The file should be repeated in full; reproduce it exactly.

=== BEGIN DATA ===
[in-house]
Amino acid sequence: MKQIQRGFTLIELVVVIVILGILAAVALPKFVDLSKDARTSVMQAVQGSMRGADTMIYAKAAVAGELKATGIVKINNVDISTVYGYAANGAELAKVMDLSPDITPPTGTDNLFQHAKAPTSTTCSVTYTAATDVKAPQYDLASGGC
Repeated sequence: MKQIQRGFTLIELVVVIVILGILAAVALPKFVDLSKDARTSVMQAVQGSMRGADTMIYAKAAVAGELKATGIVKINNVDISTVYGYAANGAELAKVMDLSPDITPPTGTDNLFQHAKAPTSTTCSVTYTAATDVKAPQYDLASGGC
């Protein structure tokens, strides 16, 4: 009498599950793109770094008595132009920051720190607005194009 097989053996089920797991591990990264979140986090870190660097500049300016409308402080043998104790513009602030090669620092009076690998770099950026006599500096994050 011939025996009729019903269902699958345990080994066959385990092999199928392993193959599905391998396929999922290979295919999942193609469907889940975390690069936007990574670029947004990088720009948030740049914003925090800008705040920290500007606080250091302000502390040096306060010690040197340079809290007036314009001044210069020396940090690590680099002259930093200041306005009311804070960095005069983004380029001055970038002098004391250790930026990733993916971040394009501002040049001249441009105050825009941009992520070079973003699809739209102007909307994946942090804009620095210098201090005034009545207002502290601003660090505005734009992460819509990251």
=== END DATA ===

[in-house]
Amino acid sequence: MKQIQRGFTLIELVVVIVILGILAAVALPKFVDLSKDARTSVMQAVQGSMRGADTMIYAKAAVAGELKATGIVKINNVDISTVYGYAANGAELAKVMDLSPDITPPTGTDNLFQHAKAPTSTTCSVTYTAATDVKAPQYDLASGGC
Repeated sequence: MKQIQRGFTLIELVVVIVILGILAAVALPKFVDLSKDARTSVMQAVQGSMRGADTMIYAKAAVAGELKATGIVKINNVDISTVYGYAANGAELAKVMDLSPDITPPTGTDNLFQHAKAPTSTTCSVTYTAATDVKAPQYDLASGGC
């Protein structure tokens, strides 16, 4: 009498599950793109770094008595132009920051720190607005194009 097989053996089920797991591990990264979140986090870190660097500049300016409308402080043998104790513009602030090669620092009076690998770099950026006599500096994050 011939025996009729019903269902699958345990080994066959385990092999199928392993193959599905391998396929999922290979295919999942193609469907889940975390690069936007990574670029947004990088720009948030740049914003925090800008705040920290500007606080250091302000502390040096306060010690040197340079809290007036314009001044210069020396940090690590680099002259930093200041306005009311804070960095005069983004380029001055970038002098004391250790930026990733993916971040394009501002040049001249441009105050825009941009992520070079973003699809739209102007909307994946942090804009620095210098201090005034009545207002502290601003660090505005734009992460819509990251």